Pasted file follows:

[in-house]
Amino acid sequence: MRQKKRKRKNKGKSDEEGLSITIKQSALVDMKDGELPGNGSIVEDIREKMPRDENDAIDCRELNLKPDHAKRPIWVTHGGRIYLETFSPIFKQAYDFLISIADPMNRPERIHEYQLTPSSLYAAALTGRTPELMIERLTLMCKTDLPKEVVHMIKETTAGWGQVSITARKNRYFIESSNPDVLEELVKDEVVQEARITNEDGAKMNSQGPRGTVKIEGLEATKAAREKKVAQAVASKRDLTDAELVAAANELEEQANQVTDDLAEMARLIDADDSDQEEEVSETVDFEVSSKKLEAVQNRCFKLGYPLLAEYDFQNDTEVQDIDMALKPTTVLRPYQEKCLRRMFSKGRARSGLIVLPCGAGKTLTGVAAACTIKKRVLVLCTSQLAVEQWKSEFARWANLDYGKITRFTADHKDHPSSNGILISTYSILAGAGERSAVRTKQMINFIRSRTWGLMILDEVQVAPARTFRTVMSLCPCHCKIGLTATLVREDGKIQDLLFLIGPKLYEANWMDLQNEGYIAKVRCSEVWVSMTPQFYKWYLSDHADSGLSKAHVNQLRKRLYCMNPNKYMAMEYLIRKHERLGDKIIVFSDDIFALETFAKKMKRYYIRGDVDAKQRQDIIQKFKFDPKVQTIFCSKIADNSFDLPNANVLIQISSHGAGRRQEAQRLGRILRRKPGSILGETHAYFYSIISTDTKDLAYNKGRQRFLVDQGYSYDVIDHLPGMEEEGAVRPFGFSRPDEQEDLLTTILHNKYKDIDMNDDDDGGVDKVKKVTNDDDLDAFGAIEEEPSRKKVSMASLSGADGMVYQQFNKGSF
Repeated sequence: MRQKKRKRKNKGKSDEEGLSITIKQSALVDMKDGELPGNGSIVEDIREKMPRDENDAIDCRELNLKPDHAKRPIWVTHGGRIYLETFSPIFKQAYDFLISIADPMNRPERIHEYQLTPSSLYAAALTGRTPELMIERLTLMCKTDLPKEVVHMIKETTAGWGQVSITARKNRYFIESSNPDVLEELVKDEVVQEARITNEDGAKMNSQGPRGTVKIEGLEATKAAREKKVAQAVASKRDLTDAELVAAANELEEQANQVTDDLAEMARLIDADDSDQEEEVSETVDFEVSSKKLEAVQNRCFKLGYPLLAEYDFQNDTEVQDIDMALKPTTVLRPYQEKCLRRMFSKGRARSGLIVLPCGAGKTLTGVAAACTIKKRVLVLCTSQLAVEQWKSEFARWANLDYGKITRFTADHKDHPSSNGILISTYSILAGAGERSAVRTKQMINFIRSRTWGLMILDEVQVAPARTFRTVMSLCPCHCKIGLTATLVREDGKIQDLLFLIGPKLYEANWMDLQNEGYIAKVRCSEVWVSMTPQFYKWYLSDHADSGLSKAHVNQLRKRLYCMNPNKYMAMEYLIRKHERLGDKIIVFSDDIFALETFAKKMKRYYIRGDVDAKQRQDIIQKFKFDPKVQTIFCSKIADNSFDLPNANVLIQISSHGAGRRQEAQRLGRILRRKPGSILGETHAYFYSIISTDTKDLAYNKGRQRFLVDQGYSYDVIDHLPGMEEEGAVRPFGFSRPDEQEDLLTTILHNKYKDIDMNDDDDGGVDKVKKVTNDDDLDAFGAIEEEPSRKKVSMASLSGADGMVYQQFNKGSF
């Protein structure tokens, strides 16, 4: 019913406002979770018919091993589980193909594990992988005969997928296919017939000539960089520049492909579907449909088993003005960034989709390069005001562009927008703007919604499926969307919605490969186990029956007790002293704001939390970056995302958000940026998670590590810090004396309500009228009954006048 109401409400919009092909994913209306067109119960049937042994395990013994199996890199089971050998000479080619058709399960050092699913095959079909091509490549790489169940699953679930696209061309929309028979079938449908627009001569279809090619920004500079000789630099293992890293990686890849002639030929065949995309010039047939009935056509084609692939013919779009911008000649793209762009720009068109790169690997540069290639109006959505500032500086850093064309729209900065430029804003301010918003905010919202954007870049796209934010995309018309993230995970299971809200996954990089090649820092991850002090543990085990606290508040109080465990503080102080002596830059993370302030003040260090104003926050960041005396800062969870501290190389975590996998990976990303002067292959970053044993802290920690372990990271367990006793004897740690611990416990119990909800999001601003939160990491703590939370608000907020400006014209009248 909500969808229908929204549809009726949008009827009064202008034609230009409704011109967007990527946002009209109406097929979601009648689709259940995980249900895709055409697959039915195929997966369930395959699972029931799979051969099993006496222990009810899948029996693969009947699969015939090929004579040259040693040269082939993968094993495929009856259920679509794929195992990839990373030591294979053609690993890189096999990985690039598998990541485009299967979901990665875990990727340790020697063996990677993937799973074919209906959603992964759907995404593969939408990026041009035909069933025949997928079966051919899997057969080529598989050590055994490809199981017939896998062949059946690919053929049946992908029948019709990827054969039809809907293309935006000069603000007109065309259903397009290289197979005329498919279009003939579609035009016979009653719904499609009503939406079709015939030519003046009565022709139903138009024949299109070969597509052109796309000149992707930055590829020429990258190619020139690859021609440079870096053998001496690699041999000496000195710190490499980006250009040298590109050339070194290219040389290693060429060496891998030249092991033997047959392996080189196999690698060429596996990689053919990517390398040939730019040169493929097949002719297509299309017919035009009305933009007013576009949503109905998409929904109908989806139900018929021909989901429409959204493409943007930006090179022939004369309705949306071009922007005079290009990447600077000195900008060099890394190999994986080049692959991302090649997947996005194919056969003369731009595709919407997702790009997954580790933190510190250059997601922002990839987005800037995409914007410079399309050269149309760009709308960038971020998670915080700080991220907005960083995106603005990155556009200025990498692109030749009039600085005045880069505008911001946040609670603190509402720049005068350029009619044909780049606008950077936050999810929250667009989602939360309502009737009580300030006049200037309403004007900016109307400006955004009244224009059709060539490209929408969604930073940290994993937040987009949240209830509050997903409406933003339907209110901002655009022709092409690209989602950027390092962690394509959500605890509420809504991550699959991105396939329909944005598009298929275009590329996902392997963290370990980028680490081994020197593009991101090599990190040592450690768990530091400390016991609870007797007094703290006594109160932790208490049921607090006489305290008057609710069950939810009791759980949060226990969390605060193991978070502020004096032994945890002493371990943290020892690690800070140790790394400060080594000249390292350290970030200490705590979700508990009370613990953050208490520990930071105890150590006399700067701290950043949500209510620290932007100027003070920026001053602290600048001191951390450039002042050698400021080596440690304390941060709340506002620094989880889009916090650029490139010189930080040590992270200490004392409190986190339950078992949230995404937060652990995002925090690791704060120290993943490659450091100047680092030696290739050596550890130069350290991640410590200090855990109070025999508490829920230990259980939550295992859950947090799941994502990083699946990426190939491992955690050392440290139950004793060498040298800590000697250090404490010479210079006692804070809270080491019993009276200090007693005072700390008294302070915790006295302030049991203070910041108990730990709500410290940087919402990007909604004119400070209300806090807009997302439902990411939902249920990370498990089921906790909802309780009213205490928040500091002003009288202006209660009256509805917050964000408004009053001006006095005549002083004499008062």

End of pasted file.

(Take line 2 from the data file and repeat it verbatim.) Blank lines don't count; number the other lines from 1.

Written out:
Amino acid sequence: MRQKKRKRKNKGKSDEEGLSITIKQSALVDMKDGELPGNGSIVEDIREKMPRDENDAIDCRELNLKPDHAKRPIWVTHGGRIYLETFSPIFKQAYDFLISIADPMNRPERIHEYQLTPSSLYAAALTGRTPELMIERLTLMCKTDLPKEVVHMIKETTAGWGQVSITARKNRYFIESSNPDVLEELVKDEVVQEARITNEDGAKMNSQGPRGTVKIEGLEATKAAREKKVAQAVASKRDLTDAELVAAANELEEQANQVTDDLAEMARLIDADDSDQEEEVSETVDFEVSSKKLEAVQNRCFKLGYPLLAEYDFQNDTEVQDIDMALKPTTVLRPYQEKCLRRMFSKGRARSGLIVLPCGAGKTLTGVAAACTIKKRVLVLCTSQLAVEQWKSEFARWANLDYGKITRFTADHKDHPSSNGILISTYSILAGAGERSAVRTKQMINFIRSRTWGLMILDEVQVAPARTFRTVMSLCPCHCKIGLTATLVREDGKIQDLLFLIGPKLYEANWMDLQNEGYIAKVRCSEVWVSMTPQFYKWYLSDHADSGLSKAHVNQLRKRLYCMNPNKYMAMEYLIRKHERLGDKIIVFSDDIFALETFAKKMKRYYIRGDVDAKQRQDIIQKFKFDPKVQTIFCSKIADNSFDLPNANVLIQISSHGAGRRQEAQRLGRILRRKPGSILGETHAYFYSIISTDTKDLAYNKGRQRFLVDQGYSYDVIDHLPGMEEEGAVRPFGFSRPDEQEDLLTTILHNKYKDIDMNDDDDGGVDKVKKVTNDDDLDAFGAIEEEPSRKKVSMASLSGADGMVYQQFNKGSF